Friday 8 November 2013

Avril Lavigne - Avril Lavigne

It’s fairly remarkable that, after eleven years in the industry (that’s right, ‘Let Go’ was released way back in 2002), Avril Lavigne still sounds as youthful as ever.  Where some artists pride themselves on their ability to evolve and change with the times, she’s stuck to the same pop-rock template since her debut.  Yet amongst all the copycat EDM and R&B pop hits, this new self-titled album still sounds fresh.

Lead single Here’s To Never Growing Up really is Avril’s anthem, whilst on the rest of the album she sings of teenage love (“he was working at the record shop, I would kiss him in the parking lot, tasting like cigarettes and soda pop” – 17), summer vacation (“everyone is waiting on the bell, a couple seconds we’ll be raising hell” – Bitchin’ Summer) and the thrill of a new relationship (“hold on tight to this rollercoaster ride and if you’re loving this, just give me one more kiss” – You Ain’t Seen Nothing Yet).  Co-written by husband Chad Kroeger, the lyrics may be clichéd and basic but it fits with the bright, juvenile feel of the album (despite the odd case of swearing).  That said, Hello Kitty is a particular low point with the line “let’s all slumber party like a fat kid on a pack of Smarties”.

On the plus side, Hello Kitty is the only electronic track, providing a pleasing change of pace similar to Ke$ha’s brand of electro rock-pop.  Bad Girl, featuring Marilyn Manson, also stands out as the heaviest track.  Yet, despite her protestations on opener Rock N Roll, Avril is a popstar through and through, the album full of breezy, guitar-pop tracks simply but effectively written and catchy as hell - typified by Sippin’ On Sunshine.  They might not rival the best of the classics (Sk8er Boi or Girlfriend), but Avril can stand tall next to her nearest pop competitor, Katy Perry.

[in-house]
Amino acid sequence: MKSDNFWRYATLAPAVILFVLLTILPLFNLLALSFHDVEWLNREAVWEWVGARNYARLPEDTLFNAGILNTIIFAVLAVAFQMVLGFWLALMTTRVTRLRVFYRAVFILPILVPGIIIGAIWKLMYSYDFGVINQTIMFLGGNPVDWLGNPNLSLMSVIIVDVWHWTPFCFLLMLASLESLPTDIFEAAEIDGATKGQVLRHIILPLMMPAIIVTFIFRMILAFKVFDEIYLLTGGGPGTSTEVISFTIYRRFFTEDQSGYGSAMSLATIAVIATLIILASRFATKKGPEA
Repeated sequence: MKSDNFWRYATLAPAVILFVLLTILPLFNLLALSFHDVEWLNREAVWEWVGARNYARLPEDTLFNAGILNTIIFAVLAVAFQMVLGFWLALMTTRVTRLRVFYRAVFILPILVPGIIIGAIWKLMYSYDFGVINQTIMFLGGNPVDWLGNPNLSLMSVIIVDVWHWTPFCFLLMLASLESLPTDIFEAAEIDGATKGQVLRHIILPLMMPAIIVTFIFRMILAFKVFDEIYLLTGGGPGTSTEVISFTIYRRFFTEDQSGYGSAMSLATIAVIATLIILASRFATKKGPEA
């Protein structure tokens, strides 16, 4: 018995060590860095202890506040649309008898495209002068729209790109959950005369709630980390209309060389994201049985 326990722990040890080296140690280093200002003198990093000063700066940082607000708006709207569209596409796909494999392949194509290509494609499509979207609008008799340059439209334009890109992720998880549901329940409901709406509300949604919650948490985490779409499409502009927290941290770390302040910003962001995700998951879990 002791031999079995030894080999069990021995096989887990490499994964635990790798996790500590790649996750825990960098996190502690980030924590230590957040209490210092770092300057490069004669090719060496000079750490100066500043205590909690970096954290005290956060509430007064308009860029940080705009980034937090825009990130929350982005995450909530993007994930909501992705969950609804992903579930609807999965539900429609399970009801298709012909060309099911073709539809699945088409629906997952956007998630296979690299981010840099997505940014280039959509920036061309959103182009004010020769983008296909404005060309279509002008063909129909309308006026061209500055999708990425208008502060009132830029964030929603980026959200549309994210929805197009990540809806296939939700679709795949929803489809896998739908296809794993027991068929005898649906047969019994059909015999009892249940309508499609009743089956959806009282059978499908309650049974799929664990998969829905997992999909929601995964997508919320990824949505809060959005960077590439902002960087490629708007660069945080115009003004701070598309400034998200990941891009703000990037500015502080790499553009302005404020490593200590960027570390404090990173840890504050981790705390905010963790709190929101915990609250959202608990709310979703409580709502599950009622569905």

Avril’s best tracks, though, have often been the ballads (I’m With You in particular).  This album doesn’t disappoint, especially with its final triptych of ballads.  Hello Heartache feels like a continuation of Complicated (“goodbye my friend, hello heartache”); Falling Fast is a touching parallel to You Ain’t Seen Nothing Yet (“I’m falling fast, I hope this lasts, I’m falling hard for you”); and closing track Hush Hush ends the album on a piano-led, sombre note that contrasts with its opening.  Let’s just forget that the soppy duet Let Me Go with Kroeger exists, yes?


Gizzle’s Choice:
* Rock N Roll
* Sippin’ On Sunshine
* Falling Fast

Listen: 'Avril Lavigne' is available now.